DOP062 Biosimilar infliximab (CT-P13) is not inferior to originator infliximab: explorative IBD subgroup-analyses in Crohn's disease and ulcerative colitis from the NOR-SWITCH trial
Jørgensen K.K.*1, Olsen I.C.2, Goll G.L.2, Lorentzen M.3, Bolstad N.4, Berset I.P.5, Haavardsholm E.A.2,6, Lundin K.E.6,7,8, Mørk C.9, Kvien T.K.2,6, Jahnsen J.1,6
1Akershus University Hospital, Department of Gastroenterology, Lørenskog, Norway 2Diakonhjemmet Hospital, Department of Rheumatology, Oslo, Norway 3Oslo University Hospital, Rikshospitalet, Department of Dermatology, Oslo, Norway 4Oslo University Hospital, Radiumhospitalet, Department of Medical Biochemistry, Oslo, Norway 5Ålesund Hospital, Department of Gastroenterology, Ålesund, Norway 6University of Oslo, Faculty of Medicine, Oslo, Norway 7Oslo University Hospital, Rikshospitalet, Department of Gastroenterology, Oslo, Norway 8Centre for Immune Regulation, Department of Immunology, Oslo, Norway 9Norwegian University of Science and Technology, Faculty of Medicine, Trondheim, Norway
TNF-inhibitors have improved treatment of Crohn's disease (CD), ulcerative colitis (UC), spondyloarthritis (SpA), rheumatoid arthritis (RA), psoriatic arthritis (PsA) and chronic plaque psoriasis (Ps). The aim of the Nor-Switch study was to examine switching from originator to biosimilar infliximab regarding efficacy, safety and immunogenicity.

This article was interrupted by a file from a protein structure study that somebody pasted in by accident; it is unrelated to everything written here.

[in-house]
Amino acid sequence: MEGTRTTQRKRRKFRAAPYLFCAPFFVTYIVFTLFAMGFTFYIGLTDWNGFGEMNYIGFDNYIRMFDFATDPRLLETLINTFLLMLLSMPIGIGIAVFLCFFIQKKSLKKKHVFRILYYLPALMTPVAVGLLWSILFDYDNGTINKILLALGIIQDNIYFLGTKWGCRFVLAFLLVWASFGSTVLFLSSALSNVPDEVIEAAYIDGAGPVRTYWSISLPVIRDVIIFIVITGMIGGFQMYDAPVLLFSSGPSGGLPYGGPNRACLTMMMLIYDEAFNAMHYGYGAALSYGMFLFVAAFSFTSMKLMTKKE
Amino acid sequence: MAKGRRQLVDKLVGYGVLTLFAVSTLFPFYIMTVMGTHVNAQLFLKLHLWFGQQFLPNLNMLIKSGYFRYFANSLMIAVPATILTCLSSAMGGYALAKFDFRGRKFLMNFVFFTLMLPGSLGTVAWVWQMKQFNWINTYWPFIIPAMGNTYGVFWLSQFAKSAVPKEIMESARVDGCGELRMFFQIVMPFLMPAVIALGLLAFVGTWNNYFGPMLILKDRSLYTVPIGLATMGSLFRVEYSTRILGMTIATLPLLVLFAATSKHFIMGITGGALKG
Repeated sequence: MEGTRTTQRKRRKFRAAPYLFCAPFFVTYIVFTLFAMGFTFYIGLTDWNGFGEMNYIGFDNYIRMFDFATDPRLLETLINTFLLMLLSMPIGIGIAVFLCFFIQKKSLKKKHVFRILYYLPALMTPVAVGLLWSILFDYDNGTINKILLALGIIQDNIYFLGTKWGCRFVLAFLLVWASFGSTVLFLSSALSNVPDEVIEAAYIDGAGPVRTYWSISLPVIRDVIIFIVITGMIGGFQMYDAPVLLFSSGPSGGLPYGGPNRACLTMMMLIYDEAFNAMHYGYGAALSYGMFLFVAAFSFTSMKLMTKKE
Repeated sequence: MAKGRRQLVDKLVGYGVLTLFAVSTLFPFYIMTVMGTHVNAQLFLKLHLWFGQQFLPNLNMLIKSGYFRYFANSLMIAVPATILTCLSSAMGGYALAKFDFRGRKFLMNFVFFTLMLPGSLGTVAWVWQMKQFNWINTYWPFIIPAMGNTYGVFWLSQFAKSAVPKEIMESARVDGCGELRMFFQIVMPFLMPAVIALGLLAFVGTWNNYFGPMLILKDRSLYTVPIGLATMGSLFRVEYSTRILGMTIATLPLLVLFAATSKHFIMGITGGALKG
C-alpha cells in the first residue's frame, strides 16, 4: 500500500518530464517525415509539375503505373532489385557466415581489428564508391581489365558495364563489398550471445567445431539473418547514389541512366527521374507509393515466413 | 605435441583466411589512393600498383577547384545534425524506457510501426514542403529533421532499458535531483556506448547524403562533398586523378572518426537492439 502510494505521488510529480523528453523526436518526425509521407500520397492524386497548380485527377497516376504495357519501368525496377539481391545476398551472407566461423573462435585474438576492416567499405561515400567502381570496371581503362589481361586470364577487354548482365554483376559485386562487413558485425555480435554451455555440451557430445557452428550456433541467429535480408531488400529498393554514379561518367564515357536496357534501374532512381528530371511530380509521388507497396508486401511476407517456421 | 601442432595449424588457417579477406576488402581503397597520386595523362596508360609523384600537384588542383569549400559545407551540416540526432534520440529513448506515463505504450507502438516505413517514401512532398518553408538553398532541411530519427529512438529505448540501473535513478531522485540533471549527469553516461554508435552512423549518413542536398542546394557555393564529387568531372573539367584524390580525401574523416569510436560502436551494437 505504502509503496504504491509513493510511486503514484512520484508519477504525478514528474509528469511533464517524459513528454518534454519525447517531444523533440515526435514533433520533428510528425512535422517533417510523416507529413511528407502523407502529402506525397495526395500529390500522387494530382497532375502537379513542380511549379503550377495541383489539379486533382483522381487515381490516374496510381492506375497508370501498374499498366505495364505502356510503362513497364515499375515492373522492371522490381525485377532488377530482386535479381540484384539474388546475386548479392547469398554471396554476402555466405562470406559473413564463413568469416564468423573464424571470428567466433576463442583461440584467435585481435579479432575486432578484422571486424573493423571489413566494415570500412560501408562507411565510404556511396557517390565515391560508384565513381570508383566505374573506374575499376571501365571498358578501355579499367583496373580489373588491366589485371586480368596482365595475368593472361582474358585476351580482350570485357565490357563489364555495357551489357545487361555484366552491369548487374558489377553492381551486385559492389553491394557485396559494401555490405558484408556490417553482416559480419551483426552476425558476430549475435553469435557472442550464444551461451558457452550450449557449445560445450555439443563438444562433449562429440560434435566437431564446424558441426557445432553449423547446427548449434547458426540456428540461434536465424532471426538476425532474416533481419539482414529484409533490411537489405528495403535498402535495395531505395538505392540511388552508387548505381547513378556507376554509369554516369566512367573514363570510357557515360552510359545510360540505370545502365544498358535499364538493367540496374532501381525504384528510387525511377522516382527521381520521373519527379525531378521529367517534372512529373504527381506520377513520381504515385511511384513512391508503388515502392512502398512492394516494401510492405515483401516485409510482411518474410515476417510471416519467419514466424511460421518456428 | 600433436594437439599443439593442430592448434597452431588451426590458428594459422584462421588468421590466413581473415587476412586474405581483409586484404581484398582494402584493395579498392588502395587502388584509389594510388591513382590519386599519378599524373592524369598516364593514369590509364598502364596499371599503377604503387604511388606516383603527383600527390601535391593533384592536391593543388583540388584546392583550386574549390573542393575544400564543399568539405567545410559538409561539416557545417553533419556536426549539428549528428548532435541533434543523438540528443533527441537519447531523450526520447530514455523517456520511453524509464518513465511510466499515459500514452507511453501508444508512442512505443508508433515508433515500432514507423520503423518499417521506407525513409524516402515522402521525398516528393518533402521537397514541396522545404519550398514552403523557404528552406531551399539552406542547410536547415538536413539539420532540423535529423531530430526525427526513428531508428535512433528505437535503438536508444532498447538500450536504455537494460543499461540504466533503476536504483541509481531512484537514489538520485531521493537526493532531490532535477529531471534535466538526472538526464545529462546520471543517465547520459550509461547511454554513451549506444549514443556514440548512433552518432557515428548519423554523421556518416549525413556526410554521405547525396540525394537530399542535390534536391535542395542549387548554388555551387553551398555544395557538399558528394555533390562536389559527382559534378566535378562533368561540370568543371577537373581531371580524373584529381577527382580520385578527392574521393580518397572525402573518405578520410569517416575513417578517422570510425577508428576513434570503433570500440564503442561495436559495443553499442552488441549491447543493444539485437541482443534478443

The study was designed as a 52-week randomised, double-blind, non-inferiority trial. Patients with a diagnosis of CD, UC, SpA, RA, PsA or Ps on stable maintenance treatment with the originator infliximab (Remicade®, INX) were randomized 1:1 to either continued INX or switch to biosimilar infliximab (Remsima®, CT-P13). The primary endpoint was disease worsening according to disease activity indices during follow-up.
In total, 481 patients at 40 Norwegian study centres were randomised, with 202/206 patients in the INX/CT-P13 arms (Per Protocol Set). There were 129 (32%) and 75 (18%) patients with CD and UC. Overall disease worsening occurred in 26.2% and 29.6% of patients in the INX and CT-P13 arms, respectively, and the 95% confidence interval (CI) of the adjusted difference was within the pre-specified non-inferiority margin (−4.4; 95% CI −12.7, 3.9%). In CD, disease worsening occurred in 21.2% and 36.5% (CI −29.3 to 0.7%) and in UC 9.1% and 9% (CI −15.2, 10.0%). The CI for CD was close to non-inferiority for CT-P13, but disease specific analyses were pre-specified as exploratory and NOR-SWITCH was not powered for demonstrating non-inferiority in the single diagnoses.
The baseline characteristics in CD and UC showed no difference between treatment arms regarding previous biologic therapy, use of immunosuppressives, trough drug levels, disease duration, distribution, behaviour and activity (Harvey-Bradshaw Index (HBI) and Partial Mayo Score (PMS)), bowel surgery, smoking, CRP, fecal calprotectin, and EQ-5D.
Changes in parameters from baseline to study end showed similarity between arms (adjusted difference, (95% CI)) in CD and UC, respectively, regarding CRP (−0.07 (−0.17, 0.04) and −0.04 (−0.18, 0.10)), fecal calprotectin (−0.08 (−0.27, 0.10) and 0.21 (−0.03, 0.44)), HBI (−0.41 (−1.14, 0.33)), PMS (0.14 (−0.30, 0.59)), HBI and PMS remission. Changes in Patient's and Phycician's global assessment of disease activity showed some larger improvement in the INX compared to the CT-P13 arm in the CD group (−0.65 (−1.22, −0.07) and −0.42 (−0.85, 0.001)). Comparable results were also seen for through serum levels, presence of anti-drug antibodies and reported adverse events.
Explorative subgroup analyses of CD and UC in the Nor-Switch study showed similarity between patients treated with INX and CT-P13 with regard to efficacy, safety and immunogenicity.